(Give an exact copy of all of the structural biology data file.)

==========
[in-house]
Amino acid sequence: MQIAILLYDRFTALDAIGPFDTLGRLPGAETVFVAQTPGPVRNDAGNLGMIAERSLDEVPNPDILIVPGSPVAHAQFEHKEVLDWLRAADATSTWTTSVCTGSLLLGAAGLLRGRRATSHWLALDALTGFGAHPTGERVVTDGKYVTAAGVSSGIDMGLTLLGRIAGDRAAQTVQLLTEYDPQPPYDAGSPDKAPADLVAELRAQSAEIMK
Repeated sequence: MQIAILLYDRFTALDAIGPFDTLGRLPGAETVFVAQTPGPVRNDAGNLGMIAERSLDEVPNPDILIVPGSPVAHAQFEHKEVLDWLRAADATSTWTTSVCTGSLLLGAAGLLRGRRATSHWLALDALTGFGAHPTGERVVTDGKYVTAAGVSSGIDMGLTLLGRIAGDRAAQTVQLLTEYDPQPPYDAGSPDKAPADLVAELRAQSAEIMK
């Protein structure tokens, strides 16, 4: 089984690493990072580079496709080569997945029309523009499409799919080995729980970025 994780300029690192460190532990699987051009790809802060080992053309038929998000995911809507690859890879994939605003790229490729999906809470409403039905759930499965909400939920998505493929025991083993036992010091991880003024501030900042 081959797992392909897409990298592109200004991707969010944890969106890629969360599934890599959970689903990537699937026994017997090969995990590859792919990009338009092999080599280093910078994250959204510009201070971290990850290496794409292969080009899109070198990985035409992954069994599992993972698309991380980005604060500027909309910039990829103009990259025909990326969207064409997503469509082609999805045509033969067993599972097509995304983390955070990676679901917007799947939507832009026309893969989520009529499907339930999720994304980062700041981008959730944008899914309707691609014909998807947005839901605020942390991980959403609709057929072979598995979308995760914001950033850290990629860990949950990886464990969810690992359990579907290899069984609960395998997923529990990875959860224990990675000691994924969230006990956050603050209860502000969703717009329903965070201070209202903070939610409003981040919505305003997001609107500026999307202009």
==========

[in-house]
Amino acid sequence: MQIAILLYDRFTALDAIGPFDTLGRLPGAETVFVAQTPGPVRNDAGNLGMIAERSLDEVPNPDILIVPGSPVAHAQFEHKEVLDWLRAADATSTWTTSVCTGSLLLGAAGLLRGRRATSHWLALDALTGFGAHPTGERVVTDGKYVTAAGVSSGIDMGLTLLGRIAGDRAAQTVQLLTEYDPQPPYDAGSPDKAPADLVAELRAQSAEIMK
Repeated sequence: MQIAILLYDRFTALDAIGPFDTLGRLPGAETVFVAQTPGPVRNDAGNLGMIAERSLDEVPNPDILIVPGSPVAHAQFEHKEVLDWLRAADATSTWTTSVCTGSLLLGAAGLLRGRRATSHWLALDALTGFGAHPTGERVVTDGKYVTAAGVSSGIDMGLTLLGRIAGDRAAQTVQLLTEYDPQPPYDAGSPDKAPADLVAELRAQSAEIMK
């Protein structure tokens, strides 16, 4: 089984690493990072580079496709080569997945029309523009499409799919080995729980970025 994780300029690192460190532990699987051009790809802060080992053309038929998000995911809507690859890879994939605003790229490729999906809470409403039905759930499965909400939920998505493929025991083993036992010091991880003024501030900042 081959797992392909897409990298592109200004991707969010944890969106890629969360599934890599959970689903990537699937026994017997090969995990590859792919990009338009092999080599280093910078994250959204510009201070971290990850290496794409292969080009899109070198990985035409992954069994599992993972698309991380980005604060500027909309910039990829103009990259025909990326969207064409997503469509082609999805045509033969067993599972097509995304983390955070990676679901917007799947939507832009026309893969989520009529499907339930999720994304980062700041981008959730944008899914309707691609014909998807947005839901605020942390991980959403609709057929072979598995979308995760914001950033850290990629860990949950990886464990969810690992359990579907290899069984609960395998997923529990990875959860224990990675000691994924969230006990956050603050209860502000969703717009329903965070201070209202903070939610409003981040919505305003997001609107500026999307202009």